The good news for hockey fans in Arizona is they city hit the snooze button on the situation when the city council dropped $25 million for another year of Coyotes hockey. But the payment wasn’t a solution—it was temporarily postponing the need for a deal. At some point, the NHL is going to have to find a feasible deal in Arizona or open themselves to the possibility of ownership groups who want to move the team. Since Winnipeg’s thirst for NHL hockey has been quenched, the vultures aren’t circling like they were a few months ago. But the situation will have to be remedied by the end of next season because it’s unlikely the city of Glendale will be willing to shell out another $25 million temporary solution.

For the first time, the mayor has accepted the possibility that the Coyotes may not be a permanent resident in Glendale. If there were any potential buyers out there waiting for the very last minute, this would be their cue.

The clock is ticking.

Optimism won’t come as easily for Lightning after ugly loss to Canucks

TAMPA, FL - MARCH 17:  Ben Bishop #30 of the Tampa Bay Lightning makes a save in front of Alex Burrows #14 of the Vancouver Canucks at the Tampa Bay Times Forum on March 17, 2014 in Tampa, Florida. (Photo by Mike Carlson/Getty Images)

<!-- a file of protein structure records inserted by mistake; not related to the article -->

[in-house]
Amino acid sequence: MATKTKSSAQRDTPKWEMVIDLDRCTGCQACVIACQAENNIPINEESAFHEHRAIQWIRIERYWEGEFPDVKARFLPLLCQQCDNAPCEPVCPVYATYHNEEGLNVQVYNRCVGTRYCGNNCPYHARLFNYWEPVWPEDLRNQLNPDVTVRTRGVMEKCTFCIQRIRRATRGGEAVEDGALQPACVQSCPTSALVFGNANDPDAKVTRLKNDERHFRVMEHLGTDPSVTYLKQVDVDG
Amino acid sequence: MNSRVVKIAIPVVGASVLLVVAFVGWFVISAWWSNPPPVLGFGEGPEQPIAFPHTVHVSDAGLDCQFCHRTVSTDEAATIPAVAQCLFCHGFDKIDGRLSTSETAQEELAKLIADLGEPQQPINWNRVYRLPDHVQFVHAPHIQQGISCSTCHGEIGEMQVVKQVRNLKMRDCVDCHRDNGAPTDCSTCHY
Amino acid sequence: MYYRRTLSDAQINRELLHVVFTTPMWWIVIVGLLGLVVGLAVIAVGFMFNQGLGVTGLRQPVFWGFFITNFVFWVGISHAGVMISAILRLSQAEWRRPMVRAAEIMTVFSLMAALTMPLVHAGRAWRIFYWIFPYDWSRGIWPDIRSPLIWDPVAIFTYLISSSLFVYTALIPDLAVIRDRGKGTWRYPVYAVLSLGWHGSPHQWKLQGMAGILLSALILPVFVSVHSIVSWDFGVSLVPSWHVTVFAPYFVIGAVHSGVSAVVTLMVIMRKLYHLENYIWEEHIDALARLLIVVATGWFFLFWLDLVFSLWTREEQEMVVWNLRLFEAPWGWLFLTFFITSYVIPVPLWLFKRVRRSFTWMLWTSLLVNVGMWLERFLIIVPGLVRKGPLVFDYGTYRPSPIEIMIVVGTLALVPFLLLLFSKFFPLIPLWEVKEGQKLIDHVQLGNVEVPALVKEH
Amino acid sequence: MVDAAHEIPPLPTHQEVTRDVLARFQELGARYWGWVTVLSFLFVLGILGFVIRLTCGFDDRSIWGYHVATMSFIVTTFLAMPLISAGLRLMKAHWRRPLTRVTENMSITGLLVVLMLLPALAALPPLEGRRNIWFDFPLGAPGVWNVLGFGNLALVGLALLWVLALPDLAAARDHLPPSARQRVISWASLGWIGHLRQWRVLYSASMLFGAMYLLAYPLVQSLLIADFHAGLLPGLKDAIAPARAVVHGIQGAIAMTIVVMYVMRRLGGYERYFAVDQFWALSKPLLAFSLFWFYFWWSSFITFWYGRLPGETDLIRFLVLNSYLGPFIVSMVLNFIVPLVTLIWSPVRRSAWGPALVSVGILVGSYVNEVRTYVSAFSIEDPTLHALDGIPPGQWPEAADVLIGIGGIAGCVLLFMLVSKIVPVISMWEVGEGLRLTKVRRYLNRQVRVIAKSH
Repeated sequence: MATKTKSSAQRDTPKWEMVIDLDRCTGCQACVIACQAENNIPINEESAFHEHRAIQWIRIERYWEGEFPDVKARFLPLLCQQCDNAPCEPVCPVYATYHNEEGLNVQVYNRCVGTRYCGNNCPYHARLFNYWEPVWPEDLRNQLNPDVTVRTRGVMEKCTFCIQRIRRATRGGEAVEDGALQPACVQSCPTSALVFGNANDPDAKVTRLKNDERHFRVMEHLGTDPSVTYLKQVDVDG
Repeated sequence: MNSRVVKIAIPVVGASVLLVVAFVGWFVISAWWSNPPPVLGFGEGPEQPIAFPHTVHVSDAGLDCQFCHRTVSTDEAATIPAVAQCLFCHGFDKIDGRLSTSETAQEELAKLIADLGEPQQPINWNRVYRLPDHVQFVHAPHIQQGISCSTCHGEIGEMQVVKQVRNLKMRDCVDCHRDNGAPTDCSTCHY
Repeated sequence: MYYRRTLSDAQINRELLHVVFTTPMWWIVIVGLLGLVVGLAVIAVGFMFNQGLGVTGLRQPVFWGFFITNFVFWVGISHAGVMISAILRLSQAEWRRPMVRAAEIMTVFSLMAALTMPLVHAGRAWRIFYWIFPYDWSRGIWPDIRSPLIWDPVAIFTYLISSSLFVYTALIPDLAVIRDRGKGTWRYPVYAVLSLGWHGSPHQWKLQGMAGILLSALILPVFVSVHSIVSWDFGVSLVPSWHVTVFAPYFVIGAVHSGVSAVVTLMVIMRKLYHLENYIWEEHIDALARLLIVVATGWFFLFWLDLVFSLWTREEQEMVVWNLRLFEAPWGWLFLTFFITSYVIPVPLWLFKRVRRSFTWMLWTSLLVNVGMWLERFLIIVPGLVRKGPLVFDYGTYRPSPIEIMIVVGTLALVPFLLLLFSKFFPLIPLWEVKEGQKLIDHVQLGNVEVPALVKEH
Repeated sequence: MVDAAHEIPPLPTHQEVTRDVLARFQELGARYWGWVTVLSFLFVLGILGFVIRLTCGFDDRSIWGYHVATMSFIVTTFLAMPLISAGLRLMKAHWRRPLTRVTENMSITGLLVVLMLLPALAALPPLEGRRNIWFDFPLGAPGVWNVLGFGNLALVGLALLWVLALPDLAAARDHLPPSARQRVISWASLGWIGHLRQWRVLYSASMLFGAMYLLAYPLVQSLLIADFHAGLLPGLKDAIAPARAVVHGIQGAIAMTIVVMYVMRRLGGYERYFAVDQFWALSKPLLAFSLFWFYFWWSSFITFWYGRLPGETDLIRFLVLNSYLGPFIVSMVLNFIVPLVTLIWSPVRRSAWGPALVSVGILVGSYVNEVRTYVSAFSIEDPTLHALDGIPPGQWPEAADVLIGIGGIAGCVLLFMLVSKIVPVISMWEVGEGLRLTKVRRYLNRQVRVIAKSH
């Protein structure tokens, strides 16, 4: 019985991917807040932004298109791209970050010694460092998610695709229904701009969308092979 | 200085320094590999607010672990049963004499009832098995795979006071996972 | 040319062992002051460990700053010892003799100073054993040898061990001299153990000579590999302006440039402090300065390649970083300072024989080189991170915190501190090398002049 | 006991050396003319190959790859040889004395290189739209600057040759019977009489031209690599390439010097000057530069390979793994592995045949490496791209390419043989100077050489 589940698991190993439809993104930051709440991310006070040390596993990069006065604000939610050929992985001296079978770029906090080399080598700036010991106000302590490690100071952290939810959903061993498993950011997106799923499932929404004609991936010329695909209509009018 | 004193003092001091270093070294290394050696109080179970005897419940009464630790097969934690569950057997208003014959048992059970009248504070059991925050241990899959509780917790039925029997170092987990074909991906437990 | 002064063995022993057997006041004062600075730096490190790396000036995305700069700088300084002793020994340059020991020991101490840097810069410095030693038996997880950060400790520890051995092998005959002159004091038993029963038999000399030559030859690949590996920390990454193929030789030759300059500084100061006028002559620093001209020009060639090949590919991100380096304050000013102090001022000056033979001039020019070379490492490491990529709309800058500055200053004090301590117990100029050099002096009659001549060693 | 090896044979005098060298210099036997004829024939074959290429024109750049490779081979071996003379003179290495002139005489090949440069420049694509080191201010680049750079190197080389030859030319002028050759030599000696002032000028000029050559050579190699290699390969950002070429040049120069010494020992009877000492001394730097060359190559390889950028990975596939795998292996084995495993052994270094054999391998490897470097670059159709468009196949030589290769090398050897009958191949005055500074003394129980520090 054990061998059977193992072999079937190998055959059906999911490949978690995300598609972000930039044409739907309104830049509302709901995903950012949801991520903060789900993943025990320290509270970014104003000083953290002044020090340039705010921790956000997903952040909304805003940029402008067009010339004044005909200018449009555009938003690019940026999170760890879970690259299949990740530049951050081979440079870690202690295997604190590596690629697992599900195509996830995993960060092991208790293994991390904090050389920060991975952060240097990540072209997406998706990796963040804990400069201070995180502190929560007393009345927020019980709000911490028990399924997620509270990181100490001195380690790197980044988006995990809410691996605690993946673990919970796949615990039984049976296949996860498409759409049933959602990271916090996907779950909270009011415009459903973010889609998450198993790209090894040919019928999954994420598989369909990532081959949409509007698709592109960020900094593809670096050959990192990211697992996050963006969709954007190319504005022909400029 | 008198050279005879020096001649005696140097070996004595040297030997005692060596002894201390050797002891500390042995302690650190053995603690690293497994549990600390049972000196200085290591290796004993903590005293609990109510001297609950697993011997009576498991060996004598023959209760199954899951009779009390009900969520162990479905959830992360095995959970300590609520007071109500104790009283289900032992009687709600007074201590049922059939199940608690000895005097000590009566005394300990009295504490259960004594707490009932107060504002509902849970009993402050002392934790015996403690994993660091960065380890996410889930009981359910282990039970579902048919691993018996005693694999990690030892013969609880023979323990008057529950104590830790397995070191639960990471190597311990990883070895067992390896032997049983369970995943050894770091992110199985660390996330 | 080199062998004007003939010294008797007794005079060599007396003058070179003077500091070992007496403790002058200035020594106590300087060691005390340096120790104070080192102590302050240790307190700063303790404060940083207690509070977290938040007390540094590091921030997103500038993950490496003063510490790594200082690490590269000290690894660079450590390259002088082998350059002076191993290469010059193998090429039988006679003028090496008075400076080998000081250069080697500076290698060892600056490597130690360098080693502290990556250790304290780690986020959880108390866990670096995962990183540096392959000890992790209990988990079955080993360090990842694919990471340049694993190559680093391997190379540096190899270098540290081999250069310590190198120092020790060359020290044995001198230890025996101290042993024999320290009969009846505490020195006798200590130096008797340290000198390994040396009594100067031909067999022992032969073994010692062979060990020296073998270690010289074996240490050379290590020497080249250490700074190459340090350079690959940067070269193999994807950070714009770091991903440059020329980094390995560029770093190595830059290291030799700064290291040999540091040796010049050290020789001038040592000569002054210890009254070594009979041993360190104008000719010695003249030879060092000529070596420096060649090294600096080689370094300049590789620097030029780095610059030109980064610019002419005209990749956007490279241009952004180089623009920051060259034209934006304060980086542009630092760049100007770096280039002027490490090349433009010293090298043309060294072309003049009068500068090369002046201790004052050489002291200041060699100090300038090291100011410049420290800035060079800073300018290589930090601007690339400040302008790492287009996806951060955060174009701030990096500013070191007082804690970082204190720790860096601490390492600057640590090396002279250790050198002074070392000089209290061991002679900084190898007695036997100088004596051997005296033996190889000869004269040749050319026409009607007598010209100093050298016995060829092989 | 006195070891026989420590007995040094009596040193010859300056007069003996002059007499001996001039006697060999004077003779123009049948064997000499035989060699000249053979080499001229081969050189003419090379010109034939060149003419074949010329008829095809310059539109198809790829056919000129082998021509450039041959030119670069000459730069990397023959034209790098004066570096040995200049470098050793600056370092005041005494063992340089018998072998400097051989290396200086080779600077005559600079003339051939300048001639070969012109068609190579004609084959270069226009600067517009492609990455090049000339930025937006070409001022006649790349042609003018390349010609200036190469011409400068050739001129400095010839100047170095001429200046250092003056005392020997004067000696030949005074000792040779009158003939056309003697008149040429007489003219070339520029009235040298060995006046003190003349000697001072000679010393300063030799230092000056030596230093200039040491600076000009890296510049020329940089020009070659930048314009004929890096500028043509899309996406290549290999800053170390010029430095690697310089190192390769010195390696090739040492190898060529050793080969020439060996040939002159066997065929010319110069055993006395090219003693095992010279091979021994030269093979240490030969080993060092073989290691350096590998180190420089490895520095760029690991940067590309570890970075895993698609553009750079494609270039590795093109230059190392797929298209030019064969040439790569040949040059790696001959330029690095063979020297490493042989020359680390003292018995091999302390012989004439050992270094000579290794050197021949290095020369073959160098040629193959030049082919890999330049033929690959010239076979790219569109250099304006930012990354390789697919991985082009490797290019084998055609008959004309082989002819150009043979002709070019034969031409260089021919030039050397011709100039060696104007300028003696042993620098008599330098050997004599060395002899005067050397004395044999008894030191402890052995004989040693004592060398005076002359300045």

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Maybe the Tampa Bay Lightning aren’t “figuring things out” after all.

They were able to find the bright side of recent troubles, but what do you really say after a 5-1 loss to the struggling Vancouver Canucks?

The Lightning have lost two straight, six of seven and seven of nine during a deeply worrisome run. While they did generate more shots on goal tonight, they’ve now given up at least 30 in all but three of their contests since the start of November.

If the playoffs began today, the Lightning would easily miss them.

“It’s time for us to step up here,” Ben Bishop said after a game in which he was pulled heading into the third period. “Nobody is going to feel bad for us.”

Blame it on injuries if you’d like, but Steven Stamkos isn’t coming back anytime soon. If they don’t get things back together, they won’t be playing for much once he can return.

Flyers wouldn’t give up in seventh straight win; Oilers couldn’t protect a lead

PHILADELPHIA, PA - DECEMBER 08:  Claude Giroux #28 of the Philadelphia Flyers celebrates after scoring a second period goal against the Edmonton Oilers at Wells Fargo Center on December 8, 2016 in Philadelphia, Pennsylvania.  (Photo by Rob Carr/Getty Images)
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One team just can’t be denied. At times, the other team just can’t seem to defend.

It was a pretty wild one between the Edmonton Oilers and the Philadelphia Flyers on Thursday night, with the ultimate result being a 6-5 win for the Flyers.

The ride was bumpy, dramatic and will probably provide Oilers head coach Todd McLellan with a lot of “teaching moments” (or, let’s be honest, reasons to yell really loud).